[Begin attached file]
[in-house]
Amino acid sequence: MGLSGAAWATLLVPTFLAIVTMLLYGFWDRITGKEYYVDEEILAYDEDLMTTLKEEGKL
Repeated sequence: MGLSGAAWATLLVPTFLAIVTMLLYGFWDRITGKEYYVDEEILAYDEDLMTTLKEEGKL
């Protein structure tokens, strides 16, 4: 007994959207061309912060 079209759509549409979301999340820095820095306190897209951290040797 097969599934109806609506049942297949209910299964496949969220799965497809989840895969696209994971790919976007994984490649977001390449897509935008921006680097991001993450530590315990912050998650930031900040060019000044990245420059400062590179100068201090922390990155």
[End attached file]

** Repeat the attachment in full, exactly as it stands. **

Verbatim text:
[in-house]
Amino acid sequence: MGLSGAAWATLLVPTFLAIVTMLLYGFWDRITGKEYYVDEEILAYDEDLMTTLKEEGKL
Repeated sequence: MGLSGAAWATLLVPTFLAIVTMLLYGFWDRITGKEYYVDEEILAYDEDLMTTLKEEGKL
């Protein structure tokens, strides 16, 4: 007994959207061309912060 079209759509549409979301999340820095820095306190897209951290040797 097969599934109806609506049942297949209910299964496949969220799965497809989840895969696209994971790919976007994984490649977001390449897509935008921006680097991001993450530590315990912050998650930031900040060019000044990245420059400062590179100068201090922390990155």